The combination of mediocre writing and undistinguished acting results in a show that's only an average detective/mystery series. All the usual clichés are here in spades. Every rich person has a maid and butler, every middle-class businessman is cheating on his wife, and every case is solved by Barnaby before the police even so much as finish taking notes. Barnaby even has his own miniature forensics lab which is apparently far more advanced than the one the LAPD has, although it mostly consists of microscopes and test tubes. In every episode, the lab scenes consist of Barnaby looking solemnly into the microscope and then announcing the full chemical qualities of whatever he's looking at. Similarly, at the end of every episode, Barnaby confronts the villain, who pulls out a gun and threatens to kill Barnaby, until the police arrive to save him. In other words, if you've seen Columbo, Cannon, or any other hundred cop/detective mystery series, you've seen this already. Even the token attempts at topicality, such as the anti-drug lecture in the middle of "The Loose Connection," are way too superficial to be significant. Quinn Martin was one of the ablest TV producers of the era, so the show looks nice and the pacing is crisp even in the weakest moments. Nonetheless, while Barnaby Jones is an agreeable time filler, there's really nothing noteworthy about it.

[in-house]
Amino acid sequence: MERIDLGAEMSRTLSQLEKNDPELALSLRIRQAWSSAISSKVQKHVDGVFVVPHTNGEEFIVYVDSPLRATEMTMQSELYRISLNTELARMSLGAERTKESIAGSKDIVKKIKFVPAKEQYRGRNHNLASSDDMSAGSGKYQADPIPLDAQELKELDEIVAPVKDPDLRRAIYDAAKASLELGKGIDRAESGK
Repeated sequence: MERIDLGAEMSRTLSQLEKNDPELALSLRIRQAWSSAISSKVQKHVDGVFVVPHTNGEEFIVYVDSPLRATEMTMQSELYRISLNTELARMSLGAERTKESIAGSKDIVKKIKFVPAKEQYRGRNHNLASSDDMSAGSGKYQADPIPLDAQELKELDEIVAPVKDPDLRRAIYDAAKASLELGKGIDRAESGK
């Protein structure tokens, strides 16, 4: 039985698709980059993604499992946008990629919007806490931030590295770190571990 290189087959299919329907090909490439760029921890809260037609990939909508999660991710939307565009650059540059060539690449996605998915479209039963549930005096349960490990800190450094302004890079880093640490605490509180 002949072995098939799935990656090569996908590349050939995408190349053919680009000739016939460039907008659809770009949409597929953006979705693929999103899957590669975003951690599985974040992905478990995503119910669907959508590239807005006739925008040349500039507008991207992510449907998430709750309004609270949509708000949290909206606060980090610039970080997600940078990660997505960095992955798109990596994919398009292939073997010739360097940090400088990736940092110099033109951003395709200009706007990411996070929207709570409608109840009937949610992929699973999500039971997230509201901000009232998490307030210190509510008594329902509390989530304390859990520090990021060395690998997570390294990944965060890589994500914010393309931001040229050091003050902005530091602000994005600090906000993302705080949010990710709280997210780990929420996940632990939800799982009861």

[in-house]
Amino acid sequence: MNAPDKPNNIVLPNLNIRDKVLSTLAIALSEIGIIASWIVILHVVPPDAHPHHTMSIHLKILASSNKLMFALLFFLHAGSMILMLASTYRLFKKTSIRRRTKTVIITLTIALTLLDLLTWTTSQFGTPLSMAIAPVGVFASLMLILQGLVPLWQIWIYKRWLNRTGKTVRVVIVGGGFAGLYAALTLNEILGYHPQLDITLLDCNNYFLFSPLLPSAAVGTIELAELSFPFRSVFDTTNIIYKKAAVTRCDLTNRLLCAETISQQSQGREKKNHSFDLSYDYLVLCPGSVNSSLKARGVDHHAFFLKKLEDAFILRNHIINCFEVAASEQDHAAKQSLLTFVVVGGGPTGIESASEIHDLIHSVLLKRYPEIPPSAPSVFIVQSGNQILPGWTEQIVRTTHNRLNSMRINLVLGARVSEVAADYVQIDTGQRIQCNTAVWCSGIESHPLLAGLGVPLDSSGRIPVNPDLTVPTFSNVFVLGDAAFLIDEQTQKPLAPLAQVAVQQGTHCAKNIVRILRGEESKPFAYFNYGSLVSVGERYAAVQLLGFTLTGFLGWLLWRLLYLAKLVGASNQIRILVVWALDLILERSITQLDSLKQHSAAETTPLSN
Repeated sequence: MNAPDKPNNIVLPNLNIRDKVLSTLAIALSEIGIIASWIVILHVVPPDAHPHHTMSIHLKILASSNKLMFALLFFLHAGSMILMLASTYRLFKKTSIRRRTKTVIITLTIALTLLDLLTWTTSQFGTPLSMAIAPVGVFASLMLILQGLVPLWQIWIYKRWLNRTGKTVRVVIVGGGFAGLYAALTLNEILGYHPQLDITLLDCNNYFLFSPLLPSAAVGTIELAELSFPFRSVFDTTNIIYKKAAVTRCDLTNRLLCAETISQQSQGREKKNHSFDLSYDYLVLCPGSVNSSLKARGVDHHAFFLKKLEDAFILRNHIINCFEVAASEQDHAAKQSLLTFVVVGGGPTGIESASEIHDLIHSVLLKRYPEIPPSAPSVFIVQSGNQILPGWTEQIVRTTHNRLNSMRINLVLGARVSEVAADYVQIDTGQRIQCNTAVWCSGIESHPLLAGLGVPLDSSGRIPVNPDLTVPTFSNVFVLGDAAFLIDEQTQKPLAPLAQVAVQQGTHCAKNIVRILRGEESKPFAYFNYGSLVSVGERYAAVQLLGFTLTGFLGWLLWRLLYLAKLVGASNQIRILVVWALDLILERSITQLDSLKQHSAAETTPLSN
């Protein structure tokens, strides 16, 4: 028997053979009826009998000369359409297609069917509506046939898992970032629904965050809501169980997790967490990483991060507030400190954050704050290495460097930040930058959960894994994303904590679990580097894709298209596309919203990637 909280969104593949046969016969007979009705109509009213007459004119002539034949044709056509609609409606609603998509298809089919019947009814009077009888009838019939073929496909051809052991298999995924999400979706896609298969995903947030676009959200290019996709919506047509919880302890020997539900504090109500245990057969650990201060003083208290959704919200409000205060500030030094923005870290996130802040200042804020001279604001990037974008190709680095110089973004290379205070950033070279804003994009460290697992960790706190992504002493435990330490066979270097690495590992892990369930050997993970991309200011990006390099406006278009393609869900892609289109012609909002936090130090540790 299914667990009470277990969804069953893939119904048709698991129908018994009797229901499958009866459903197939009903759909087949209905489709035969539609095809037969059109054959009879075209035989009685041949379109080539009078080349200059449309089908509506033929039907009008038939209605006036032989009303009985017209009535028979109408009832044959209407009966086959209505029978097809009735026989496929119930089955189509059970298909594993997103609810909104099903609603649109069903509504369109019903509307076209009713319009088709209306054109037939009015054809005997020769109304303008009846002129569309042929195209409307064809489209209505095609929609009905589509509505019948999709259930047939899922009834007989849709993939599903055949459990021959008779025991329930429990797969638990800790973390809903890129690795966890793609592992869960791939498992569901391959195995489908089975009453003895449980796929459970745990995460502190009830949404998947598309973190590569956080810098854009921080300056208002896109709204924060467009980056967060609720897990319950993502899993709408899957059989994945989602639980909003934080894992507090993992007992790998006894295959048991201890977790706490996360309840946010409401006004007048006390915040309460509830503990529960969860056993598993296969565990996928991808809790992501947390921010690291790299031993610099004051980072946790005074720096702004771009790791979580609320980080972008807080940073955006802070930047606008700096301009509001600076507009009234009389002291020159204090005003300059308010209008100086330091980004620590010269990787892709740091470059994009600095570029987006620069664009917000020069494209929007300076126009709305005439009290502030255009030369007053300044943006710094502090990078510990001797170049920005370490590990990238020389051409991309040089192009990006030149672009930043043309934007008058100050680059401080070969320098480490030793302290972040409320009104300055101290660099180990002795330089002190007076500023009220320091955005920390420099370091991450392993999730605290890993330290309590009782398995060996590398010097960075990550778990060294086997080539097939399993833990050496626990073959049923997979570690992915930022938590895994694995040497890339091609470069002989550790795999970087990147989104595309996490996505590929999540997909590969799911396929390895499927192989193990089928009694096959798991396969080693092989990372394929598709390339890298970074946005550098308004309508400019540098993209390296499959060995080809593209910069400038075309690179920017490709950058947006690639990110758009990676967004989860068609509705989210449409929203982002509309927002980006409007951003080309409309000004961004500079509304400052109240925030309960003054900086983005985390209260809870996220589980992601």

As for the DVD presentation, it's hit and miss. CBS/Paramount does deserve credit for the fullscreen transfer, which looks remarkably good for its age. Colors are vivid and there isn't much if any damage to the original film. The mono mix is decent as well, perfectly audible and without any noticeable flaws. The only extras are brief "Coming Next Week"-style promos for each episode, which are amusing but not crucial. The company has erred considerably, however, in one regard. During "The Murdering Class," the main villain refers to the tennis coach, who is black, with the expression "throw a light on the n -- -- r in the woodpile." Paramount, inexplicably, has chosen to bleep out the offending racial slur, which is ludicrous. The fact that the word is used by the episode's clear villain should indicate its loathsomeness. What's more, this is one of the few subtle pieces of writing on the show. By using the slur, the character explains one more possible reason why the prep school's predominantly white students resent the tennis coach so deeply, which gives the scene an unspoken but important added dimension. In its misguided attempt to kowtow to political correctness, Paramount has actually done damage to the show itself.